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Top News in the A.M.
Now Amazon has entered the semiconductor business, too, with its own branded chips.
A China stock plunge forced a trading halt this morning, and global markets are still reeling.
Guardant Health Raises Nearly $100M More to Test Blood for Cancer
Guardant Health, a three-year-old, Redwood Shores, Ca.-based company whose non-invasive genomic sequencing test for cancer requires just two vials of blood, has raised nearly $100 million in Series D funding roughly one year after closing on $90 million for its Series C round.
The financing was led by OrbiMed Advisors, with earlier backers participating, including Khosla Ventures, Sequoia Capital, Lightspeed Venture Partners, Pejman Mar, Formation 8, Heritage Group, and Felicis Ventures.
Guardant, a 135-person company that has now raised almost $200 million altogether, isn’t talking about its valuation. But cofounder and CEO Helmy Eltoukhy, a Ph.D who worked at the Stanford Genome Technology Center before cofounding and quickly selling an earlier company, talked with us yesterday about what Guardant’s investors are funding exactly. Our conversation has been edited for length.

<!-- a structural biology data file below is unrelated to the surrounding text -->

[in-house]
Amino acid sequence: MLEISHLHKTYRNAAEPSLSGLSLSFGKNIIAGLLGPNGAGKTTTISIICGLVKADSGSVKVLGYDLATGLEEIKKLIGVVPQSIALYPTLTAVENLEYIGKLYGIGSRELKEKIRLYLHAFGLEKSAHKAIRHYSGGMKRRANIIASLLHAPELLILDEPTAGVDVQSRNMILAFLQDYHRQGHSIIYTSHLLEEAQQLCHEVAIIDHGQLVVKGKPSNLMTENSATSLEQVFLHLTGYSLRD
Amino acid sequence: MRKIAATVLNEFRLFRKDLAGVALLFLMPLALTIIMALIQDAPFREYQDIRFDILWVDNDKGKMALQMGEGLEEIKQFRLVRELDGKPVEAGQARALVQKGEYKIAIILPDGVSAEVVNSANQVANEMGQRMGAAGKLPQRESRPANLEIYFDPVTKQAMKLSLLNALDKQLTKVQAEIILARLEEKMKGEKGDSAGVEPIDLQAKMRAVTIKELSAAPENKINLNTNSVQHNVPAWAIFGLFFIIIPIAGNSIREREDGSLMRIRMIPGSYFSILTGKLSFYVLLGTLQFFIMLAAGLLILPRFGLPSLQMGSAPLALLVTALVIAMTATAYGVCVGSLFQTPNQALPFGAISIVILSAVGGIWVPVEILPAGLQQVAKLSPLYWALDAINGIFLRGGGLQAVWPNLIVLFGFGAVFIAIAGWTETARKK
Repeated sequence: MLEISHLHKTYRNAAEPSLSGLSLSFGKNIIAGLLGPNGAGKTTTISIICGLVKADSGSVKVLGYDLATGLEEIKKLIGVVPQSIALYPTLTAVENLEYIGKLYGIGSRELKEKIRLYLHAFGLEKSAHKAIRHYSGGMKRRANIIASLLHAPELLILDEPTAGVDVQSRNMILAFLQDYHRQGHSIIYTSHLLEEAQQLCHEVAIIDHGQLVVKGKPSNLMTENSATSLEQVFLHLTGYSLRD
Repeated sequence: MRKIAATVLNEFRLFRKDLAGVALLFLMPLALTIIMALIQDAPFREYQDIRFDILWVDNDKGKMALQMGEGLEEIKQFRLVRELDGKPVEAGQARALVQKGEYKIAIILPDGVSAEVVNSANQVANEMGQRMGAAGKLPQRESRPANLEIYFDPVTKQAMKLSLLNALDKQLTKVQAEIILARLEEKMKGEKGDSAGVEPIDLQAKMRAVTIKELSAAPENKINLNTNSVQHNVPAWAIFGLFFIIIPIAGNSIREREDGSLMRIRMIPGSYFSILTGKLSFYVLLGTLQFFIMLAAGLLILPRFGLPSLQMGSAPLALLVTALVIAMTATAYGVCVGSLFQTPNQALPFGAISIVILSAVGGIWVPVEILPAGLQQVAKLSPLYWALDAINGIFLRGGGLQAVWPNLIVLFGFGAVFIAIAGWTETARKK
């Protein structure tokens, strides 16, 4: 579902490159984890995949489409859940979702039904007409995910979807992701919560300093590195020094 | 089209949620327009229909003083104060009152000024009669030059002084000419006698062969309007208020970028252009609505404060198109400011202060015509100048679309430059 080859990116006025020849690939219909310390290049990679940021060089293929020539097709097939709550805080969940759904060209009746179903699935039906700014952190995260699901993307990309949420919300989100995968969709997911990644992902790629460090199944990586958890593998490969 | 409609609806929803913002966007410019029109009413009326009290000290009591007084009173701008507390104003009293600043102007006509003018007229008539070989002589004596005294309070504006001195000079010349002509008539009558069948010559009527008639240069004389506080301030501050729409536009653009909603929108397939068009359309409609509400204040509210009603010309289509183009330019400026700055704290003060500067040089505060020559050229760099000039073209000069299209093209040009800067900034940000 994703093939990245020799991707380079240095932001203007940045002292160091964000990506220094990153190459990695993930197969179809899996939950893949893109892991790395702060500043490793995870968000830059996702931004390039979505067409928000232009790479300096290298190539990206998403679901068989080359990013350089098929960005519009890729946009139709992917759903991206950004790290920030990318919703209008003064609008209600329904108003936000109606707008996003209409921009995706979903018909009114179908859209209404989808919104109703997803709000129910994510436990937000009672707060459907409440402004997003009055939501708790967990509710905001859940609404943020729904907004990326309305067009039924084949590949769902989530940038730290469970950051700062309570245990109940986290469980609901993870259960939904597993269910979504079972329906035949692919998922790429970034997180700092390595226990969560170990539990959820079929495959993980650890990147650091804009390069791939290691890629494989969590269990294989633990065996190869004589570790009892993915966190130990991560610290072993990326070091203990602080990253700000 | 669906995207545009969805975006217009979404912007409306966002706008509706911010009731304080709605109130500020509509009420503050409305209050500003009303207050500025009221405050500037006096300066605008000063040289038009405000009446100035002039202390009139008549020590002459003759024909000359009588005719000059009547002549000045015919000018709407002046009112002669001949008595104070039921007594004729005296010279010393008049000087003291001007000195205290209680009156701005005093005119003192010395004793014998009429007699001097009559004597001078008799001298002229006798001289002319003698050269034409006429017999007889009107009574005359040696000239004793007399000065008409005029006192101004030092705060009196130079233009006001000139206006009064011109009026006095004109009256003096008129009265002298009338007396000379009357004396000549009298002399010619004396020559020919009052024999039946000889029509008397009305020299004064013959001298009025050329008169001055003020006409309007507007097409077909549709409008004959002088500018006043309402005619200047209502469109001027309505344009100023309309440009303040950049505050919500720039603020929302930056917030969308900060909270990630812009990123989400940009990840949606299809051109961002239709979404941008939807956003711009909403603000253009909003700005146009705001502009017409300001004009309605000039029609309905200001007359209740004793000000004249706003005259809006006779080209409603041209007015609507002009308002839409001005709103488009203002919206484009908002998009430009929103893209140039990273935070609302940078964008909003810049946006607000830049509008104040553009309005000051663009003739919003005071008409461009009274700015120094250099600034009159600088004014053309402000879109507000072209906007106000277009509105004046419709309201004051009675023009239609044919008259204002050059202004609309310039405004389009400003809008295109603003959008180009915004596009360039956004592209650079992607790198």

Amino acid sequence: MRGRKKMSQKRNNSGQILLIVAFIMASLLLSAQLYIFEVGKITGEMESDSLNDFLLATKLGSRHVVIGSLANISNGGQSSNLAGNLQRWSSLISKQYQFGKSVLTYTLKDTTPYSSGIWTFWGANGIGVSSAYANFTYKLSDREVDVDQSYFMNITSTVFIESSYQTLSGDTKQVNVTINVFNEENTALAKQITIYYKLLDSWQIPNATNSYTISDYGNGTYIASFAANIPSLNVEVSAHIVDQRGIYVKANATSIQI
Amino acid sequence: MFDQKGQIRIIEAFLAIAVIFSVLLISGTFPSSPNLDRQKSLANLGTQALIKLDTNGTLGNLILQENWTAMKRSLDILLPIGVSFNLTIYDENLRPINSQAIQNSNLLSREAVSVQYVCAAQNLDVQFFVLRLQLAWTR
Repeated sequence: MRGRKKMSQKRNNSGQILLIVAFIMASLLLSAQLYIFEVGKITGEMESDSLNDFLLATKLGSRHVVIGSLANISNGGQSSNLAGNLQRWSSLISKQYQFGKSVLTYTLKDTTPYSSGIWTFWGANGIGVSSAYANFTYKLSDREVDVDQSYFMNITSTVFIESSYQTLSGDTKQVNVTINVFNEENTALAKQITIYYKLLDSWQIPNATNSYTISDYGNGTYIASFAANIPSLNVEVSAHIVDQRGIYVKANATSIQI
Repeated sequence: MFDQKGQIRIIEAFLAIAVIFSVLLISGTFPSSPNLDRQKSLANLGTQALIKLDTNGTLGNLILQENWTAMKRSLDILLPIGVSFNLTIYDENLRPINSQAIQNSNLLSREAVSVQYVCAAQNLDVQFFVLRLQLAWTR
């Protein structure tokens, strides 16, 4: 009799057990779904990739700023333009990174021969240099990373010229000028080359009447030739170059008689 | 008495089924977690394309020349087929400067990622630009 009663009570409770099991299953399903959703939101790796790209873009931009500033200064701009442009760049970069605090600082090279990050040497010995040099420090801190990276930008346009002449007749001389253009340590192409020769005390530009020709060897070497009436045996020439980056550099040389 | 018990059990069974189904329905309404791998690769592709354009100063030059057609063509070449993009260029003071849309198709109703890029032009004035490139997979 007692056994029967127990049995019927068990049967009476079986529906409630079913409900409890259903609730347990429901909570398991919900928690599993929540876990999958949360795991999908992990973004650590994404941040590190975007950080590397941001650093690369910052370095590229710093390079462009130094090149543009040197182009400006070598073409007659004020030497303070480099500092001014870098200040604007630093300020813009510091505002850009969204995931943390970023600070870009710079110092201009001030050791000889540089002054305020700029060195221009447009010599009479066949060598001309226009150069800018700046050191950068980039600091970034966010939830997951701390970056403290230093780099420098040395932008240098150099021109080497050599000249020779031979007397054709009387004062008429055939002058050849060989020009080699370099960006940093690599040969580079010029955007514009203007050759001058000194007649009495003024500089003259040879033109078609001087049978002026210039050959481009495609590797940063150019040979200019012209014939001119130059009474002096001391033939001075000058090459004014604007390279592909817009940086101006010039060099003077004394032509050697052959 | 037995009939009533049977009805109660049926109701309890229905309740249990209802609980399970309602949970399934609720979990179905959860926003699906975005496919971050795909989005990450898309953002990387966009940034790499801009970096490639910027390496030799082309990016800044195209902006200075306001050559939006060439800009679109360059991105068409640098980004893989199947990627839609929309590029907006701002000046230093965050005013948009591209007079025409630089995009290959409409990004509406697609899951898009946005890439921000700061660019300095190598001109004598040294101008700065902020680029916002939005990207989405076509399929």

Your test alleviates the need to cut out a piece of tissue and sequence the DNA in that biopsy. Other than being less invasive, why is it better?
You can take a single tumor and every part will have potentially different mutations. Through two teaspoons of blood, we can see the entirety of the disease.
How has your technology changed in the last year? What prompted so much new investment?
The way it works is as these tumors grow rapidly, they are also dying rapidly and shedding their content into the bloodstream, including DNA signature. [Over time] we’ve made our sequencing technology about 1,000 to 10,000 times more accurate in order to see those fragments of DNA. It’s akin to the difference between high-resolution TV and old black-and-white technologies. Because we can see those trace fragments, we can reconstruct the genome.
How accurate is your blood test?
It matches tissue biopsies with 99.3 percent diagnostic accuracy, and we see often more mutations [than doctors can find] in that tissue biopsy. Maybe the patient had a recent biopsy and nothing actionable was found, but now, with the mutations that we detect, that person can be given corresponding drugs that target those mutations.
Have the public woes of another blood-testing company, Theranos, impacted your business?
Blinkist, a 3.5-year-old, Berlin-based app that turns insights from nonfiction books into 15-minute text and audio “blinks,” has raised €4 million ($4.3 million) in Series A funding co-led by Greycroft Partners and e.ventures. Earlier backers IBB Beteiligungsgesellschaft and MGO Digital Ventures also participated. More here.